YouTube’s gaming scene has exploded in the last few years, and it seems like you can’t go read a list of most popular channels on the platform without finding more than one channel from the once fairly niche community. Some of the most high performing channels are game related, including the most subscribed channel on the platform. The most popular manifestation for gaming videos seems to be the ‘Let’s Play’ where viewers are taken through gameplay whilst the presenter provides some (hopefully) humorous commentary and insight into the game itself. With so many youtubers aiming to be the next PewDiePie, exploring the video games community on YouTube can feel a bit like falling into a ‘Let’s Play’ warp spiral. However, there exists a gaming channel that is slightly different, a breath of air in a slightly dusty cartridge: Games as Literature.
The channel Games as Literature describes itself as ‘an endeavor that hopes to advance the study of videogames as an art form, both in culture at large and specifically in the academic world.’ A lofty goal but a worthwhile one, and the channel itself instigates some very interesting and insightful discussion. In the first video, there’s a syllabus laid out for the viewer which is worth checking out if you feel like you’d like to see the format for your education rather than pick and choose what you want to know as it’s released.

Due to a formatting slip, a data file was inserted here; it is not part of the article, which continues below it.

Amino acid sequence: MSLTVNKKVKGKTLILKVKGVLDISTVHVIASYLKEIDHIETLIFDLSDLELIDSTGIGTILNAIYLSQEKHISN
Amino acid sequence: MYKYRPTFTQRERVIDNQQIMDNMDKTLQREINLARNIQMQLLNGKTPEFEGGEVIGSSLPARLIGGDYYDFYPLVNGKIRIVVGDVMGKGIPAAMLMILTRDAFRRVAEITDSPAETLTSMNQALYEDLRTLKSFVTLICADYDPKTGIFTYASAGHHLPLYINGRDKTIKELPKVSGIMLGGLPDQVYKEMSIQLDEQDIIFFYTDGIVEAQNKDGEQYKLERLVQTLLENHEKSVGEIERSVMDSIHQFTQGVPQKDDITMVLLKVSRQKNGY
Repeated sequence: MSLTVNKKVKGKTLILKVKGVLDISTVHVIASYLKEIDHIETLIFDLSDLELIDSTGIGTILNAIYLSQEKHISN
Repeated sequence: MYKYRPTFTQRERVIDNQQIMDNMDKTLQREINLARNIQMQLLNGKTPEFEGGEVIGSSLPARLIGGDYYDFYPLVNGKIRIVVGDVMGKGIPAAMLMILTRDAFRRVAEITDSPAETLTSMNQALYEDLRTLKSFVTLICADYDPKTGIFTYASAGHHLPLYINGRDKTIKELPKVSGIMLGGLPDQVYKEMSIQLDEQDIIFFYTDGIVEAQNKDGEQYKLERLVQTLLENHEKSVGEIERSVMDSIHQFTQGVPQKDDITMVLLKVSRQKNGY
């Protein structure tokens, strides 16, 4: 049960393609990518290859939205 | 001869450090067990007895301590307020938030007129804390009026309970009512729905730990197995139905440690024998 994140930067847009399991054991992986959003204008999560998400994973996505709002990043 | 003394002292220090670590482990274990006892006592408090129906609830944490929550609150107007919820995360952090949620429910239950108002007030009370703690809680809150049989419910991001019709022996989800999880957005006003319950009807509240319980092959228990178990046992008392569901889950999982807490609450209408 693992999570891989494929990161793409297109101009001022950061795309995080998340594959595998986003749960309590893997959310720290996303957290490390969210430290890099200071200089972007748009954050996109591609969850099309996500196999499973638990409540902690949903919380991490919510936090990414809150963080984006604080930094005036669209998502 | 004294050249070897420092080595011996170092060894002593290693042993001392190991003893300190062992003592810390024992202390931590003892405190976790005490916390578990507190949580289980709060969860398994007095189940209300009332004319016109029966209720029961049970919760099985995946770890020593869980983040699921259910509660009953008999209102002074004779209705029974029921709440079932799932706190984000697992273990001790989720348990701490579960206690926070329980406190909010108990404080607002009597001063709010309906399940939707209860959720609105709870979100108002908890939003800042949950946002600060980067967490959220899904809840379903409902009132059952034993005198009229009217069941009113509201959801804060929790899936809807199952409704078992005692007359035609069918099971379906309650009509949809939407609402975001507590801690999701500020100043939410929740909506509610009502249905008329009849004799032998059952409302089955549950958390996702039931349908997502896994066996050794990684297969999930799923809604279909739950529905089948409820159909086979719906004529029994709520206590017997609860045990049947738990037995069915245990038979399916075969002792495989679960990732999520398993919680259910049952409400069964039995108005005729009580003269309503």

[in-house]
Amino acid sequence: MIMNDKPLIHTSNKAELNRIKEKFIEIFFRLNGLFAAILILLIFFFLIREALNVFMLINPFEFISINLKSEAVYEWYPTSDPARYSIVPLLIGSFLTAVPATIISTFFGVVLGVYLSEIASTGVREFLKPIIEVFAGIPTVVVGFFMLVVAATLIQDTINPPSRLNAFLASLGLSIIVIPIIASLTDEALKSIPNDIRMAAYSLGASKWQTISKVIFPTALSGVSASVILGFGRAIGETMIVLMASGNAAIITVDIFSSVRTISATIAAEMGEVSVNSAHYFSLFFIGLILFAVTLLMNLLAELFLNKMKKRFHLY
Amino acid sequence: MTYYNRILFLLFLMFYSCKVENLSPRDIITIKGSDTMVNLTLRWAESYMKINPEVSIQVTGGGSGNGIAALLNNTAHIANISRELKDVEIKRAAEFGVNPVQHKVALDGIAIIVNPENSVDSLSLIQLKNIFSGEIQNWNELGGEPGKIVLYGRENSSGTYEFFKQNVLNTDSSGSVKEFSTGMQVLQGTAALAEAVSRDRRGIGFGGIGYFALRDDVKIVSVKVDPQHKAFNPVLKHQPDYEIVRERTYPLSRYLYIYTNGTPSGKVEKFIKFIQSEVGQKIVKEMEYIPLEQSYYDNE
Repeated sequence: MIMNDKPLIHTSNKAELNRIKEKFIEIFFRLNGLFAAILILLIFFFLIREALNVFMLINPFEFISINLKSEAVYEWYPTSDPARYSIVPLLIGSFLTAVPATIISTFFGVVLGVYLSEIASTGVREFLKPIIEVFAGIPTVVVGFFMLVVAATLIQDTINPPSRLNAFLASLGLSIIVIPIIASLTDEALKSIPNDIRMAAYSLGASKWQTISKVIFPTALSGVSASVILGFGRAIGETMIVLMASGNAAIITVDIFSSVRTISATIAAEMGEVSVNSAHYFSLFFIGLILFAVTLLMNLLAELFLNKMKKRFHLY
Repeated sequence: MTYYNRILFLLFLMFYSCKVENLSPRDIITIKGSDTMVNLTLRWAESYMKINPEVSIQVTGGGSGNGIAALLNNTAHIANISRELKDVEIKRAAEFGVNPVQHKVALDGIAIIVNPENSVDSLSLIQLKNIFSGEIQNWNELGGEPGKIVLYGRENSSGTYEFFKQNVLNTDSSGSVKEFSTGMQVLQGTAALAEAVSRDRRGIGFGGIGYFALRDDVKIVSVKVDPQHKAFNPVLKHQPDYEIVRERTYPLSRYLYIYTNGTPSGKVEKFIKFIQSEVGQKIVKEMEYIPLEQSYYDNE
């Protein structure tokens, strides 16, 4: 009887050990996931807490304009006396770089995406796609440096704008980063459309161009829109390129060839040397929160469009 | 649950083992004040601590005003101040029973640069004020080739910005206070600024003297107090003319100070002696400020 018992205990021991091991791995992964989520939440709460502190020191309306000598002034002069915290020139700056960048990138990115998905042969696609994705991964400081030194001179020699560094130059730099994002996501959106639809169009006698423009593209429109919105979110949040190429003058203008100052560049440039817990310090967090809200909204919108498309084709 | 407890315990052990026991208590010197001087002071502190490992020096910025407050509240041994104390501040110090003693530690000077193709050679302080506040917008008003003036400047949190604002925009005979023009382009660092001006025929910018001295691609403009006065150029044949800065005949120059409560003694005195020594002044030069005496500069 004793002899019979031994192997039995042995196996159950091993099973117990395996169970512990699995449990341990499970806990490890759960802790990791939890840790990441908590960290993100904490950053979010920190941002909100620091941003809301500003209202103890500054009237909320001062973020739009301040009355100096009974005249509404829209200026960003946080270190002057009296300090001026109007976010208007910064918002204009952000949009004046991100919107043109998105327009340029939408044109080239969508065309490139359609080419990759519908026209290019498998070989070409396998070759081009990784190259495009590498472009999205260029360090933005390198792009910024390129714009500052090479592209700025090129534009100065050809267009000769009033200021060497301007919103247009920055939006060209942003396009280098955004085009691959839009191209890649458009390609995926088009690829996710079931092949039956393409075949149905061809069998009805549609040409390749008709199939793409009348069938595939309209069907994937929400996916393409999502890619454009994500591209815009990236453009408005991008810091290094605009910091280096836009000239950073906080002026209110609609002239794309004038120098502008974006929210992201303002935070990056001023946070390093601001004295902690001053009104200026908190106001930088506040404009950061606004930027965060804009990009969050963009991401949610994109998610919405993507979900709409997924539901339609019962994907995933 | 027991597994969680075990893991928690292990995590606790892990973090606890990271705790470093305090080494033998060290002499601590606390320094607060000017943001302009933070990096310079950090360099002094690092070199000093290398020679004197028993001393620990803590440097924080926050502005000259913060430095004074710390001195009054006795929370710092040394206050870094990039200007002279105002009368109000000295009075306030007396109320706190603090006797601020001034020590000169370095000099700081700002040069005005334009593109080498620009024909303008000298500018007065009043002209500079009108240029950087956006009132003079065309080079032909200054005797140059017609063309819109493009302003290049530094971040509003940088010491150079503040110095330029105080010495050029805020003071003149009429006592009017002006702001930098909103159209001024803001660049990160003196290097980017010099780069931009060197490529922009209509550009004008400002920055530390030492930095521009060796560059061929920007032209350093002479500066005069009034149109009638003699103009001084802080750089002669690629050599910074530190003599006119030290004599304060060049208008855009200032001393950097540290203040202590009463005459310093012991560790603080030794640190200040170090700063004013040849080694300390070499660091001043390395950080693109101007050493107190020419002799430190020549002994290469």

Every 4 weeks there’s a video dedicated to the literary analysis of one specific game (I point you to the Portal episode below for an excellent example). In the weeks between these larger episodes there are smaller videos which go over various storytelling conventions and narrative theories, or tropes such as the Damsel in Distress. Don’t worry though, it’s not all dry as the wasteland; there are also streams of gameplay from classic games and other more obscure games found across the net, although these are certainly not the highlight feature of the channel and do have room for improvement.
Though the first video is a bit awkward, as time goes on the presenter clearly becomes more comfortable. He quickly establishes himself as well-spoken, knowledgeable, and generally enjoyable to listen to, particularly as he regularly chooses interesting topics to discuss and regularly engages in conversation with his viewers. Perhaps most refreshingly, the presenter’s level-headed attitude is reflected in the comments on his videos.
On this channel you need not fear pressing the down arrow too long and finding yourself thrust into the land where sentence structure and reasoned discussion go to die. Rather, the comments is a place where users take up points from the videos to contest or agree with in a way that does not involve their forehead being slammed against the caps lock key as they engage ‘rage mode.’ It’s all pretty civilised, which is a good argument in itself for the channel’s project proving as it does that video games have a wide audience beyond the stereotypical ‘angry shoot-em-up player’, and that this diverse audience believes their hobby to be an art form worthy of analysis.
Sitting at just over 1000 subscribers the channel is already garnering interest, but it surely deserves more. If you’re interested in gaming as a unique storytelling platform, or if you think the idea is crazy and you’re dying to see how someone could possibly argue the case, Games as Literature is a channel you should take a peek at.